White House to Host Spring Garden Tours This Weekend
WASHINGTON — The White House will continue the annual tradition of opening its gardens and South Grounds to the general public on Saturday, April 1 and Sunday, April 2.
The National Park Service expects about 40,000 people to take advantage of the tours, which are free and open to the public, though a daily timed ticket is required for all attendees, including small children.
The Park Service will distribute the timed tickets from a tent stationed outside the White House Visitor Center, located at 1450 Pennsylvania Avenue NW beginning at 8:30 a.m. each day, while supplies last.
The entrance for ticket holders will be located on 15th Street NW between E Street NW and Constitution Avenue NW.
The ADA entrance will be located at 15th Street NW and Alexander Hamilton Place NW.
Most Americans know the White House as the home and workplace of the president of the United States; fewer realize that its grounds are the nation’s oldest publicly maintained landscape.
Though George Washington never lived in the White House, he purchased what is now the South lawn of the executive mansion from a local tobacco farmer named Davy Burns in the hope that the property would be converted into a botanical garden.
While that plan never came to pass, John Adams, the first president to actually live at 1600 Pennsylvania Avenue, did request that a portion of the land be plowed and fertilized in anticipation of a large vegetable garden.
However, Thomas Jefferson’s victory in the 1800 presidential election prevented Adams from ever seeing the ground planted, and the nation’s third president had his own ideas about how the land should be used.
Jefferson wanted to see the White House surrounded by a grove of trees, and he is said to have planted hundreds of seedlings around the property, though not one is believed to have survived to today.
Jefferson also chose the location of a planned flower garden and was in office long enough to see walls and fences installed around the area.
President James Monroe not only increased the tree planting on the White House grounds, he is also reputed to have hired the first White House gardener, Charles Bizet.
But it was John Quincy Adams, an avid gardener, who took the White House grounds to a new level. He replaced Bizet with John Ousley, who remained the White House gardener for the next 30 years.
It was Adams, with Ousley’s help, who finally developed the flower gardens Jefferson had envisioned. The second President Adams was also the first chief executive to plant ornamental trees on the property, and he is said to have personally enjoyed planting seedlings for fruit trees, vegetables and assorted herbs himself.
In 1876, President Rutherford B. Hayes began the tradition of planting commemorative trees on the White House grounds. His was intended to commemorate the nation’s centennial. Today, there are more than three dozen commemorative trees spread throughout the property.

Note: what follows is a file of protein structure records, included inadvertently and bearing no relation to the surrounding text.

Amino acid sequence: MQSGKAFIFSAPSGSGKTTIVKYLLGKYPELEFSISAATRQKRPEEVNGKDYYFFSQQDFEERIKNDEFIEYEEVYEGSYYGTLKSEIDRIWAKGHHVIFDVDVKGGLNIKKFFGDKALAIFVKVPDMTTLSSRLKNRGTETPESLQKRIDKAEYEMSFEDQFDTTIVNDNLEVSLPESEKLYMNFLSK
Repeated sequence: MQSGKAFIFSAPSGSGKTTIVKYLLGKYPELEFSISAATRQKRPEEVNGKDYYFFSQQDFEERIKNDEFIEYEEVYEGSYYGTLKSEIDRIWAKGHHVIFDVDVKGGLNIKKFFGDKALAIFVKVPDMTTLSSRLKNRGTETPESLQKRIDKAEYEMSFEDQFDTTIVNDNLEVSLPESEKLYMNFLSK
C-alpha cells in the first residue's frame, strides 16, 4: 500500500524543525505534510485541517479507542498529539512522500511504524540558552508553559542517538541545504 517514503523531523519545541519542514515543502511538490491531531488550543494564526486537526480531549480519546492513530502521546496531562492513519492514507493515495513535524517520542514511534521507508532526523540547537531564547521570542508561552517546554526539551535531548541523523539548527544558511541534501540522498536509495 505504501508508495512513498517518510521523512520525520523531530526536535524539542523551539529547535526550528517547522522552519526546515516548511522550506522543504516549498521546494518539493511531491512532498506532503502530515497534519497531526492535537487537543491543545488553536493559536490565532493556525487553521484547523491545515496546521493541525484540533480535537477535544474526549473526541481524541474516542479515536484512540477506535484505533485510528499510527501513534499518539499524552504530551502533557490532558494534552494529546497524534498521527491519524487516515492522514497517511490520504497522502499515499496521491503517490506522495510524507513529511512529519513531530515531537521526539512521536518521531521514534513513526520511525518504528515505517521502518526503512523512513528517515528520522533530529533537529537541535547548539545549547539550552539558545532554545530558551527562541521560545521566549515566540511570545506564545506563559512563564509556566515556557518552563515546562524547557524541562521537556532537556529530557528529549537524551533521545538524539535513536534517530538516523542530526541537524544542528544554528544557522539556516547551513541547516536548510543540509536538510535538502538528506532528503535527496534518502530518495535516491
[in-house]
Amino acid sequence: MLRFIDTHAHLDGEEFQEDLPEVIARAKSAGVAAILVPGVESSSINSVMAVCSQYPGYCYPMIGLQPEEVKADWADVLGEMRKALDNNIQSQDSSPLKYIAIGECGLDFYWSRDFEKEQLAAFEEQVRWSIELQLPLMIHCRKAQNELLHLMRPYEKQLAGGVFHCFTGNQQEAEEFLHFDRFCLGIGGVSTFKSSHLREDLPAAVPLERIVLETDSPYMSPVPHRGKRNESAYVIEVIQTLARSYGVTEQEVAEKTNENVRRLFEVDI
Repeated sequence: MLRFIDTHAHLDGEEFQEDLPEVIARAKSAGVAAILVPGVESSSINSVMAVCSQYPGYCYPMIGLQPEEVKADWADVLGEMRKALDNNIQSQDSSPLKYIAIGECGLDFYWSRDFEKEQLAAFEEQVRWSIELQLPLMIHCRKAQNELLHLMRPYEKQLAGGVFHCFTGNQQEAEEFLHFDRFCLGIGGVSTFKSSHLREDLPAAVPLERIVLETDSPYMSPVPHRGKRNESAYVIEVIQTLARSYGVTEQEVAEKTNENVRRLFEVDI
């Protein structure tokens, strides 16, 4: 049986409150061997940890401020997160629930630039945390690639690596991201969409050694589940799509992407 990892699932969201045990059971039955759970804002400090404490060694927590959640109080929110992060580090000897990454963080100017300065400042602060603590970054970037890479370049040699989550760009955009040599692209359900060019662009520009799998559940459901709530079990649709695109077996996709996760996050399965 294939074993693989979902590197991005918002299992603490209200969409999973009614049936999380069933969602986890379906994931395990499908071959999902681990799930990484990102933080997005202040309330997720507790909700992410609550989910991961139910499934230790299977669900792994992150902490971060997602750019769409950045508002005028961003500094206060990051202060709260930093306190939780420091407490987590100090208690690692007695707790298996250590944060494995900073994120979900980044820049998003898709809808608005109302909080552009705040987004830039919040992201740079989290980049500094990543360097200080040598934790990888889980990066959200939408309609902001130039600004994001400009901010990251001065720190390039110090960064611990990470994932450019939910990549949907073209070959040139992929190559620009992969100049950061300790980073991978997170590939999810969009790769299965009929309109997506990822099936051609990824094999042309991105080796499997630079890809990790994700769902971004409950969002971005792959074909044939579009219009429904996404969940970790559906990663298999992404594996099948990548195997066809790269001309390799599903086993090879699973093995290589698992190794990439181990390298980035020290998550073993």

The rose garden came into being in 1913, when Ellen Wilson, first wife of Woodrow Wilson, had Jefferson’s colonial garden replaced. The so-called “West Garden,” which is located just outside the Oval Office, has been known as the Rose Garden ever since.
The first Mrs. Wilson also brought in the landscape designer Beatrix Farrand to the White House to landscape the East Side of the garden, the overall design of which remains almost exactly as she envisioned it.
However, both gardens got a makeover during the Kennedy administration.
In the case of the Rose Garden, President Kennedy had it redesigned to accommodate outdoor ceremonies.
The East Garden was also redesigned during this period, though work on it wasn’t completed until the Johnson administration.When it was done, Lady Bird Johnson then dedicated the East Garden to Jacqueline Kennedy. Since then, the East Garden has been known variously as the Jacqueline Kennedy Garden, the First Ladies’ Garden and the East Garden.
The other major piece of the property, the South Lawn, regularly serves as a “landing pad” for Marine One, the helicopter that ferries the president to Andrews Air Force Base, and as the site of any number of large events, ranging from significant bill signings, the welcoming of various sports champions and the annual Easter egg hunt.
In the most recent addition, First Lady Dr. Jill Biden added a floral cutting garden to the South Lawn.
Due to the coronavirus pandemic, this year marks only the second time the Biden administration has hosted the Spring Garden event.
If you miss out on tickets this time around, take heart, the White House grounds are open to the public twice a year: for the spring garden tour and again for the fall garden tour, typically in October.
Dan can be reached at firstname.lastname@example.org and at https://twitter.com/DanMcCue